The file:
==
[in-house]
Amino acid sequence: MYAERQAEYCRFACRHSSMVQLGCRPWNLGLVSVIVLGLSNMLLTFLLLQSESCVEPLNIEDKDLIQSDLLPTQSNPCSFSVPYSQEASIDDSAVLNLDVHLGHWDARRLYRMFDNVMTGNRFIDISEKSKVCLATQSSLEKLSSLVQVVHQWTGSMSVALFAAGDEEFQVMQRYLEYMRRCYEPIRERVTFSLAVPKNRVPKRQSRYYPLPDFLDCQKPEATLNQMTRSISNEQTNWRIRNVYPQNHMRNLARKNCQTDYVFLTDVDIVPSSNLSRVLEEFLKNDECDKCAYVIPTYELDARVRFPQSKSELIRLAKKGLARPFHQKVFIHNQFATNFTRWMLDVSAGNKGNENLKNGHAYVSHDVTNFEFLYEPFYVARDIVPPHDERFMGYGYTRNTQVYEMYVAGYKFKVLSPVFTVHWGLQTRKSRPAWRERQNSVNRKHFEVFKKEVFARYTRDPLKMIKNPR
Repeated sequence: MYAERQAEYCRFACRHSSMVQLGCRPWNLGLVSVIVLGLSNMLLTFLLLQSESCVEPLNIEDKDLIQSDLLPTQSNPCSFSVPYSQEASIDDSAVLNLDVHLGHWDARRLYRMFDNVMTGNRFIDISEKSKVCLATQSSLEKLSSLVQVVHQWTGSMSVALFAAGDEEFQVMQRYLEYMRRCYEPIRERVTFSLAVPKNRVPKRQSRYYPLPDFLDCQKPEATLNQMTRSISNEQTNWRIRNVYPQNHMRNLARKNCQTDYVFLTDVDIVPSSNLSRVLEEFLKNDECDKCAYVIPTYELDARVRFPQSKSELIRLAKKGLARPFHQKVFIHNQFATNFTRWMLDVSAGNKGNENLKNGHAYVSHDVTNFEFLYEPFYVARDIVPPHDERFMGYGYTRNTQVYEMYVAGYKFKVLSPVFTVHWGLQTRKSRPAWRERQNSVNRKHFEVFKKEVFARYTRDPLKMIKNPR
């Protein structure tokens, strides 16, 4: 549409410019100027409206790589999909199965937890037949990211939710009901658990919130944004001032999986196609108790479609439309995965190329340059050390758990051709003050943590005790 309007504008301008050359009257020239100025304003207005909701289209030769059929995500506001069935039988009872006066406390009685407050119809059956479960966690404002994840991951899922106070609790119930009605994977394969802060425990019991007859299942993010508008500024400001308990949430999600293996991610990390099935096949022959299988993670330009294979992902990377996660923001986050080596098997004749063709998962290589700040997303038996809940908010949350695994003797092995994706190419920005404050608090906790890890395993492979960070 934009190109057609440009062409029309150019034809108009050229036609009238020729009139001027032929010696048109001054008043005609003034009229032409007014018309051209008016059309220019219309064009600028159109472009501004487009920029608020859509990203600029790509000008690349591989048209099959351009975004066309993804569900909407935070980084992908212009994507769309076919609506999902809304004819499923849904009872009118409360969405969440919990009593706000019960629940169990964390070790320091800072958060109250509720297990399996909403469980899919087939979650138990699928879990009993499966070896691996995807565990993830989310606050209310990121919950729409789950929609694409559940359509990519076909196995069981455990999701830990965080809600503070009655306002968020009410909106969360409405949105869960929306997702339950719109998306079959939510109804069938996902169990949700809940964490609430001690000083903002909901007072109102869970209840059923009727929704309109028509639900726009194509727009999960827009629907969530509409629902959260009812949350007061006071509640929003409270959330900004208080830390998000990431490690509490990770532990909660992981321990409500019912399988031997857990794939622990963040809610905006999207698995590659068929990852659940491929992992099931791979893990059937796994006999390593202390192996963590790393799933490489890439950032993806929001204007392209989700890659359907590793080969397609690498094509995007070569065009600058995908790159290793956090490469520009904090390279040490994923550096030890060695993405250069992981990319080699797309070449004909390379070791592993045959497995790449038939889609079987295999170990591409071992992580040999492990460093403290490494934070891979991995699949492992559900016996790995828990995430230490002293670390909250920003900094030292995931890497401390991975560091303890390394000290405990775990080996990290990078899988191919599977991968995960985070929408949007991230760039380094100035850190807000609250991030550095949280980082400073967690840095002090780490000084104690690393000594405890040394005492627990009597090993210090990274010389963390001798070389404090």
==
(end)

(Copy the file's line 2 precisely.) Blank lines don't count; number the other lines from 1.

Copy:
Amino acid sequence: MYAERQAEYCRFACRHSSMVQLGCRPWNLGLVSVIVLGLSNMLLTFLLLQSESCVEPLNIEDKDLIQSDLLPTQSNPCSFSVPYSQEASIDDSAVLNLDVHLGHWDARRLYRMFDNVMTGNRFIDISEKSKVCLATQSSLEKLSSLVQVVHQWTGSMSVALFAAGDEEFQVMQRYLEYMRRCYEPIRERVTFSLAVPKNRVPKRQSRYYPLPDFLDCQKPEATLNQMTRSISNEQTNWRIRNVYPQNHMRNLARKNCQTDYVFLTDVDIVPSSNLSRVLEEFLKNDECDKCAYVIPTYELDARVRFPQSKSELIRLAKKGLARPFHQKVFIHNQFATNFTRWMLDVSAGNKGNENLKNGHAYVSHDVTNFEFLYEPFYVARDIVPPHDERFMGYGYTRNTQVYEMYVAGYKFKVLSPVFTVHWGLQTRKSRPAWRERQNSVNRKHFEVFKKEVFARYTRDPLKMIKNPR